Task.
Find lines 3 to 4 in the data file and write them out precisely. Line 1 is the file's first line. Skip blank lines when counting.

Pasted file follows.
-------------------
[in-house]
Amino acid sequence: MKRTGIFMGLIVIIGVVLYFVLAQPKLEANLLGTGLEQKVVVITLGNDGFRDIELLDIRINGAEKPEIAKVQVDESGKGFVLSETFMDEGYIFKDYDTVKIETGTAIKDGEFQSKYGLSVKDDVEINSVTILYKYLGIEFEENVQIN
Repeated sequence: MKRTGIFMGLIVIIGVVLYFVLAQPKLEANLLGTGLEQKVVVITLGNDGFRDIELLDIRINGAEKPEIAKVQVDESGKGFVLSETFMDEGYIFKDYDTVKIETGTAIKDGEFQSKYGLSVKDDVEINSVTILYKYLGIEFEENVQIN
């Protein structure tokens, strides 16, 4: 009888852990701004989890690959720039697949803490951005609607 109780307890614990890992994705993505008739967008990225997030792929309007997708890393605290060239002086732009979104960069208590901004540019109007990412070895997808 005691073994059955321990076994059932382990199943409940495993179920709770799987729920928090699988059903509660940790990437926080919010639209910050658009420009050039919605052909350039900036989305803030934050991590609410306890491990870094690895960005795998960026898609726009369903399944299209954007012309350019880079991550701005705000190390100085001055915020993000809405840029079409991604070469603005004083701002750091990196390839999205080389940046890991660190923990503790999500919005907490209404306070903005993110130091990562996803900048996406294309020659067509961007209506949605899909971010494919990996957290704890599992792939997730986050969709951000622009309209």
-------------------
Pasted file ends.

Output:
Repeated sequence: MKRTGIFMGLIVIIGVVLYFVLAQPKLEANLLGTGLEQKVVVITLGNDGFRDIELLDIRINGAEKPEIAKVQVDESGKGFVLSETFMDEGYIFKDYDTVKIETGTAIKDGEFQSKYGLSVKDDVEINSVTILYKYLGIEFEENVQIN
């Protein structure tokens, strides 16, 4: 009888852990701004989890690959720039697949803490951005609607 109780307890614990890992994705993505008739967008990225997030792929309007997708890393605290060239002086732009979104960069208590901004540019109007990412070895997808 005691073994059955321990076994059932382990199943409940495993179920709770799987729920928090699988059903509660940790990437926080919010639209910050658009420009050039919605052909350039900036989305803030934050991590609410306890491990870094690895960005795998960026898609726009369903399944299209954007012309350019880079991550701005705000190390100085001055915020993000809405840029079409991604070469603005004083701002750091990196390839999205080389940046890991660190923990503790999500919005907490209404306070903005993110130091990562996803900048996406294309020659067509961007209506949605899909971010494919990996957290704890599992792939997730986050969709951000622009309209």